Teenagers need to understand that hormones change as we get older, says Mariella Frostrup – it’s not some toxic secret
Accustomed as I am to public speaking, I am rarely nervous. But standing in front of the suited pupils of Eton earlier this year, and talking about my book Cracking The Menopause, along with my co-author Alice Smellie, was a surreal experience. I worried more about my words for this than any awards ceremony or Parliamentary speech. Perhaps it’s having teenage children myself that made me concerned that they might not listen, or they’d treat my words with derision. Clearly, I need not have worried. The boys weren’t only attentive listeners but they also asked intelligent and interested questions.
Bringing much needed education about menopause to younger people has recently become my priority. I am determined to ensure teenagers accept menopause as an aspect of female biology and not a toxic secret that is understood and suffered only by older women – while laughed about or ignored by everyone else!
But why is it so important that our young – many decades from that fertility end-game – understand what happens when the hormones that are currently flourishing, diminish and grind to a final halt? First of all, menopause affects all women, whether it’s at the average age of 51, or early or premature menopause. The ovaries produce two key hormones, oestrogen and progesterone. In the years leading up to menopause, these fluctuate and then go down. Women have oestrogen receptors around their entire bodies; from bones to the brain and heart. Take away oestrogen, and most women get at least one symptom. One in four have symptoms severe enough to affect their quality of life.
Young people need to know that not only does menopause affect women in general, but by default those around them; husbands, partners, wives, children, colleagues and friends. Not only this, it’s an inevitable part of the biology of 50 percent of the population, and yet been dismissed as a medical footnote for the past three millennia. Admittedly, menopause is now on the school curriculum. But I suspect this is currently just a tick box at most, and implementation leaves a lot to be desired. Yet who better to understand hormones than young people, who are under the cosh themselves, although in a far more ‘acceptable’ fashion during puberty? They need to know why their mothers or their relatives might be out of sorts, and to recognise the importance of understanding their hormones throughout their lives.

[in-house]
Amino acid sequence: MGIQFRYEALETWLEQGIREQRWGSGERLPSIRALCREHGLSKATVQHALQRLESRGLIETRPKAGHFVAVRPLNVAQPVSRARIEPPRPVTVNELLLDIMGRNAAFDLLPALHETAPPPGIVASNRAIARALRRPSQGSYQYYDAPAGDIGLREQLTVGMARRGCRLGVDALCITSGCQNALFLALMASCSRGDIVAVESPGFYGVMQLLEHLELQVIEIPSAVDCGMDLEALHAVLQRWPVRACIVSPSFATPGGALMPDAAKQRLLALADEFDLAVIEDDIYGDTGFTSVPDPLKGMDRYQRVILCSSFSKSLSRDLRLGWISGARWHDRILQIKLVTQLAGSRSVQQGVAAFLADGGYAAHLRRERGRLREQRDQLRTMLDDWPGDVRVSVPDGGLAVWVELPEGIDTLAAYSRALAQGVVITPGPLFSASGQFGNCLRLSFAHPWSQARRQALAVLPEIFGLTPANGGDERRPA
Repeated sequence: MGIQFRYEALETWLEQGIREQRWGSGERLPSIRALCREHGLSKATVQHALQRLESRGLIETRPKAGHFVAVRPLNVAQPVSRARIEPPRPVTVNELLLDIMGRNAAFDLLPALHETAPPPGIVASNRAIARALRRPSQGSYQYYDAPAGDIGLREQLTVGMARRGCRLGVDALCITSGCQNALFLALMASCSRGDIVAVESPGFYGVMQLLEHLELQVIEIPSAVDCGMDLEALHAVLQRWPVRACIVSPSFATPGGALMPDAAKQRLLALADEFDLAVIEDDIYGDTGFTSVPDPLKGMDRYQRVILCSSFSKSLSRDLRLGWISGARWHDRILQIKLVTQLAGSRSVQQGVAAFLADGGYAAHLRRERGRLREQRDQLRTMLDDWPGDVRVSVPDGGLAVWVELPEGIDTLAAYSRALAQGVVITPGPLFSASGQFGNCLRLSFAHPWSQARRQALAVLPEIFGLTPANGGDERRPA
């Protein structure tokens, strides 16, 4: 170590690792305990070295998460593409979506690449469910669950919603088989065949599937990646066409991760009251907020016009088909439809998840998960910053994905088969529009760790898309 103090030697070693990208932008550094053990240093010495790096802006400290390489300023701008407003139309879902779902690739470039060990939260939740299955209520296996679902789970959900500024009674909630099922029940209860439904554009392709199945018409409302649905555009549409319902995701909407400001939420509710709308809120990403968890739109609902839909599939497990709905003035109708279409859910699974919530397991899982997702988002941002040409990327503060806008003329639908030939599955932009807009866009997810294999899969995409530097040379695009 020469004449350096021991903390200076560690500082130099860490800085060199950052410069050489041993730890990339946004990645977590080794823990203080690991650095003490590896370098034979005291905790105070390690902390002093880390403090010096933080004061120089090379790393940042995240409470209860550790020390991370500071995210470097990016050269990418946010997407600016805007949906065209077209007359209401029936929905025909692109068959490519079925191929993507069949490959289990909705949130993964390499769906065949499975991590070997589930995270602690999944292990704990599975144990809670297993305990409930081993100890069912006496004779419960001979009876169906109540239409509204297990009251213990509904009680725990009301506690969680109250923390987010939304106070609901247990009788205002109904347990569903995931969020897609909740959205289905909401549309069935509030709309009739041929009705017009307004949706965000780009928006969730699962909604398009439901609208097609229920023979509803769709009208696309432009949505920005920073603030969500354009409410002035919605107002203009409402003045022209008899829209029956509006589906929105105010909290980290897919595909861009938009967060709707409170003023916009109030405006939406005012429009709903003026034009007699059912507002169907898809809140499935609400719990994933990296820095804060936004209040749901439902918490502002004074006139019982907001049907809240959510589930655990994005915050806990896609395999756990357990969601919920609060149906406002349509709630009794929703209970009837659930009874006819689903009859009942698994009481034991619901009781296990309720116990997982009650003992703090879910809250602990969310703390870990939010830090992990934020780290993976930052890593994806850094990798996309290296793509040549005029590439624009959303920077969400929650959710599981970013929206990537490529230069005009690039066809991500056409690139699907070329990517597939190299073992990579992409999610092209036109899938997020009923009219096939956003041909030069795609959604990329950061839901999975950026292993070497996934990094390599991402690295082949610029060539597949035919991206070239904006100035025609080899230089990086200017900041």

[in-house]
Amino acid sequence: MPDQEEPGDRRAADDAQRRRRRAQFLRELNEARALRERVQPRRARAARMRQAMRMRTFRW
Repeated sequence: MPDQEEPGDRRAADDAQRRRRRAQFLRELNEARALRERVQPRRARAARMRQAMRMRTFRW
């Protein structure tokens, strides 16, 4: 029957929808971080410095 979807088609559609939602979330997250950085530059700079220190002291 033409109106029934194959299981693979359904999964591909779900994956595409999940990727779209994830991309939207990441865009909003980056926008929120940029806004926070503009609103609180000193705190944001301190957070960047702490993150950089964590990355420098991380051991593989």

I tend to give something of a Horrible Histories style chat when addressing under 40s; with details of leeches being used for symptoms, chloroforming perimenopausal women to the point of unconsciousness and the fact that many a postmenopausal woman spent time on a ducking stool or being burnt at the stake. It’s interesting but also explains how we’ve reached the idea that menopause is unmentionable.
As the Chair of lobby group Menopause Mandate, I campaign for education for health professionals and women, and accessible, affordable HRT, if required. It is a privilege to feel I might play some part in encouraging the next generation to take menopause, and women’s health, more seriously than before. And as a matter of personal pride I’ve now said ‘vulva’ in the House of Commons twice, and ‘vagina’ in the hallowed halls of Eton College. My bucket list tick box is a strange one, but it’s filling up nicely!
Cracking The Menopause by Mariella Frostrup and Alice Smellie, £9.99, Bluebird.